Not really. Not much activity there, from the 1950s to the 1974 recession. There are maybe four times when the red line jogs up a little bit, holds steady for a while, and then falls. The biggest one of those four is the one at the 1954 recession. It shows an increase of less than ten percent -- and that's the biggest one. If the price of gas was 30 cents a gallon before that increase, it was less than 33 cents a gallon after. That's not an oil shock.

The price of a barrel of "West Texas Intermediate" went from $2.57 in May of 1953 to $2.82 in June of 1953. The price stayed at $2.82 until February of 1957. The dates do seem to be related to recession dates. But I don't see any "dramatic increase".

On Graph #4 the red line stays high for a year after the increase because we're looking at "change from year ago" values. It's not like the price increased every month for a year. The price increased once in 1953, and did not increase again until 1957. And those were pretty small increases, in my book.


But we were talking about the stagflation of the early 1970s, and any possible "oil shock" that might have caused it.

I don't think so. Here. This graph compares the price of oil (blue) to the general price level (red):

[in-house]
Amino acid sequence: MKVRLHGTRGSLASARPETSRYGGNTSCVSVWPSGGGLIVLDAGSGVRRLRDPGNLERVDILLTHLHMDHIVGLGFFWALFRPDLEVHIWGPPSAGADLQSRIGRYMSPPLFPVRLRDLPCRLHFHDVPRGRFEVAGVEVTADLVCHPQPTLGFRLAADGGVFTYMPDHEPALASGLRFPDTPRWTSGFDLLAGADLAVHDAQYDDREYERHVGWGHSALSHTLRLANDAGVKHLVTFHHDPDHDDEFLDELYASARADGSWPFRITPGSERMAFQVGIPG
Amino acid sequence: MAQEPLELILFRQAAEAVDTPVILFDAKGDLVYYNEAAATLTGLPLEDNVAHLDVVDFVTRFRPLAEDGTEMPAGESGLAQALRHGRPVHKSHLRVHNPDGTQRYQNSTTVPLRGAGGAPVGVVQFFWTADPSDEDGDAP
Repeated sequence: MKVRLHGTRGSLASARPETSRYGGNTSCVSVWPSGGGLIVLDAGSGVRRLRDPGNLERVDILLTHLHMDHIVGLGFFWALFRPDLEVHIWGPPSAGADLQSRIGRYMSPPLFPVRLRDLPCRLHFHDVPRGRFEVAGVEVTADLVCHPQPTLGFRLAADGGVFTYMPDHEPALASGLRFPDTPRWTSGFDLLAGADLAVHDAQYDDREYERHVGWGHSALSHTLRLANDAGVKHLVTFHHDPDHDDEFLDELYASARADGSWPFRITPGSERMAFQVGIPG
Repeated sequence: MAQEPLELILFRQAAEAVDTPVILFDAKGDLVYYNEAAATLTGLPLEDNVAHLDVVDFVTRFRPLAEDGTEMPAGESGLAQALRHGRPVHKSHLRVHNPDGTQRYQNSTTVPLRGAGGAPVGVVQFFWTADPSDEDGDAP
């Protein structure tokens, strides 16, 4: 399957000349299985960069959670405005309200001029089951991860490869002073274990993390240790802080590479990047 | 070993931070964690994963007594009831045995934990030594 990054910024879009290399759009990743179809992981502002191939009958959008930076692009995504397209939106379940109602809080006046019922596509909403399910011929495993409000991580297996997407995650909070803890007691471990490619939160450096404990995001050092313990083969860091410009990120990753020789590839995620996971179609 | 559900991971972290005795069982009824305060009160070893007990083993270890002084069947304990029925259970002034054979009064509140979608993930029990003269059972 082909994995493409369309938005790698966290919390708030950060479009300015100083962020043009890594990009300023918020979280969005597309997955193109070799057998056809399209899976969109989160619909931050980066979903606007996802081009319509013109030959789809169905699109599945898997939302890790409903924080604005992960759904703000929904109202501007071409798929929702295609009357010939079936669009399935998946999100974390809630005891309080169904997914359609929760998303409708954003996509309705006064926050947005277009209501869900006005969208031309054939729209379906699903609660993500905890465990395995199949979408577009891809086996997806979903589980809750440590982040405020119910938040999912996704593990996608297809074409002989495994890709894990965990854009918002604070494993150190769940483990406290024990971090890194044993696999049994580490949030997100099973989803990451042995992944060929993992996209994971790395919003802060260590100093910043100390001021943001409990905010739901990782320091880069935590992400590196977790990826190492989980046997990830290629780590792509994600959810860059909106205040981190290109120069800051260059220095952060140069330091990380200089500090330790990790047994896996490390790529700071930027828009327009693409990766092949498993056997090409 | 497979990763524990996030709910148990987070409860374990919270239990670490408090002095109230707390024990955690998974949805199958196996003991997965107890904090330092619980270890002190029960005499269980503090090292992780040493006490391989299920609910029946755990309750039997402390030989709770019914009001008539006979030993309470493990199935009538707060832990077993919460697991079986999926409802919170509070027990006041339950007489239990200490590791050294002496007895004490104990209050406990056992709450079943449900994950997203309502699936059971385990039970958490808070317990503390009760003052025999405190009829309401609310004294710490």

Graph #5: Crude Oil (blue) and Consumer Prices (red)
The two lines start out the same, in January 1959. Both lines go up from there. But the red line goes up faster, until 1974. The price of oil (blue) lags behind.

You can see the increase in oil prices just before the 1970 recession, and the one just after. (Those two increases are also visible on Graph #4.) Those increases don't seem to have any major impact on the path of the general price level. I'm more inclined to say the increases in oil prices came in response to increases in the general price level.

Hamilton considered that possibility. In the PDF he calls it "an inflationary 'catch-up' effect". He says the evidence is not strong but the "catch-up phenomenon was surely operative".

James Hamilton also says his findings suggest that "oil shocks were a contributing factor in at least some of the U.S. recessions prior to 1972." Okay, but everything contributes to everything. Hamilton's dinky little oil shocks do not by themselves account for the stagflation of the early 1970s, far as I can see.

Oh, and I don't find the word "stagflation" anywhere in Hamilton's PDF.

Wednesday, February 22, 2017

It was the changing behavior of inflation that created stagflation


It's pretty simple, really. Stagflation is "not just inflation on the one side or stagnation on the other, but both of them together." That's according to Iain Macleod, who created the word and the concept of stagflation.

According to Wikipedia, the word stagflation is "a portmanteau of stagnation and inflation". Macleod took two separate and distinct words and jammed them together to make a new word to describe what he saw happening in the economy. In the economy, stagnation and inflation had been somehow jammed together so both were occurring at the same time.

I went to MeasuringWorth for real and nominal GDP from 2015 back to 1800. Annual data, unfortunately, but let's take a look. This graph shows years when prices were rising and GDP was not:

Graph #1: Annual Data Suggesting Times of Stagflation